NAUVOO NEWS - Finding an available hotel room in Nauvoo in July can be tricky if you wait too long to reserve one. But your visit to Nauvoo might not be complete without the added experience of staying in an historic Nauvoo hotel. Here’s our review of just such a hotel:
The Woodruff Hotel is not only a Nauvoo Hotel landmark but a physical landmark as well, since its located directly across the street from the Nauvoo Temple. Situated in the Historic Downtown District the Woodruff Hotel is in the original 1871 Temple House building. Recognized in the National Registry of Historic Places, and standing high among the city's revered landmarks, this special Nauvoo hotel is named after one of Nauvoo's early distinguished and beloved residents. . . Wilford Woodruff.
The building where the hotel is located has long been a recognizable place in the history of Nauvoo. As depicted in an early photo of the original Nauvoo Temple, the beginnings of the hotel can be seen as early as 1847. As the small city grappled with the sudden exodus of almost all her citizens, many buildings quickly fell into severe dis-repair or were vandalized by mobs of those who didn't build them and therefore didn't love them. In 1871 John Engler took up the cause to beautify Nauvoo and commissioned Michael Baumert Sr. to salvage what he could and build what would come to be called the Temple House . . . So named because of its matching unique round-topped gothic windows, which were seen on the clock tower of the original Nauvoo Temple. These windows are still in the hotel today. In the 1800's the word "house" was used for hotels and other large public buildings such as a schoolhouse, publishing house, or carriage house. A hotel in Nashville became famous for its brewed coffee . . . The Maxwell House. Other early hotels in Nauvoo lodging were the Mansion House & the Nauvoo House.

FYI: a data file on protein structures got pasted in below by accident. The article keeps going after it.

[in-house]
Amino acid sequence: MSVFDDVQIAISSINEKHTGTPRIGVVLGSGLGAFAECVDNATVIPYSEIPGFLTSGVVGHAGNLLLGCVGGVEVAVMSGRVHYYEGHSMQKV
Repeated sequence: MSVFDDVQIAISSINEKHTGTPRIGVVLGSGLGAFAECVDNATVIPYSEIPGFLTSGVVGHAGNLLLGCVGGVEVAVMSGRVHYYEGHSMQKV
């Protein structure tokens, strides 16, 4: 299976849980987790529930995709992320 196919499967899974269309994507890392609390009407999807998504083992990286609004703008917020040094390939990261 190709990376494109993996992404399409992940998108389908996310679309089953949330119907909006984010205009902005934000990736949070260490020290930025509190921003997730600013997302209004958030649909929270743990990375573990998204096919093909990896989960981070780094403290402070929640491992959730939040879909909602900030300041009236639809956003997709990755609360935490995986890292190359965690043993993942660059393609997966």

Once construction was complete the advertisements for the new hotel went out: "This house is now neatly fitted up and in first-class condition. Customers and travelers will find it an excellent stopping place." While the Temple House served hotel guests upstairs, the main floor was used for various businesses such as the printing office for the Nauvoo Independent Newspaper and a General Store. Travelling salesmen had a reserved area where they could show their goods. The larger northeast room was once used as Nauvoo's first and only indoor roller skating rink!
Eventually Mr. Baumert’s son purchased the building and portions of it were converted into much needed small family apartments. Mr. Baumert and his wife, Estella Clark Baumert, lived in one of the apartments in the rear of the hotel. Estella's father was one of the chief stone cutters on the original Nauvoo Temple and it is believed that it is he who built and installed the windows.
Over its 140 year history the Temple House building has been cared for tenderly and repaired when it could be afforded. In 1983, while some wanted to demolish it, Robert Cook purchased the old, tired hotel with the intention to keep it from faltering to progress. Thanks to his love and tireless efforts the building was saved and placed on the National Historic Register.
The hotel closed its doors in 2007 for major renovations. The Woodruff Hotel emerged with stunning ambiance while maintaining its history firmly intact. In the grand celebration that marked its re-opening, the Nauvoo Brass Band played patriotic songs while the mayor and other city officials cut the ribbon. The hotel was then "open for business" to the delight of hundreds of citizens. The Woodruff Hotel is situated on nearly two acres of huge 100 year shade trees and boasts a Pioneer Village, the flagship Zions Mercantile General Store, and the world class Temple House Art Gallery. The Woodruff Hotel in Nauvoo welcomes guests from around the world as they enjoy the wonderful history and ambiance, as well as the unmatched views from the historic windows of the beautiful Temple House building.
Woodruff Hotel: www.woodruffhotel.com
Nauvoo Hotels and Lodging Options - Historically Speaking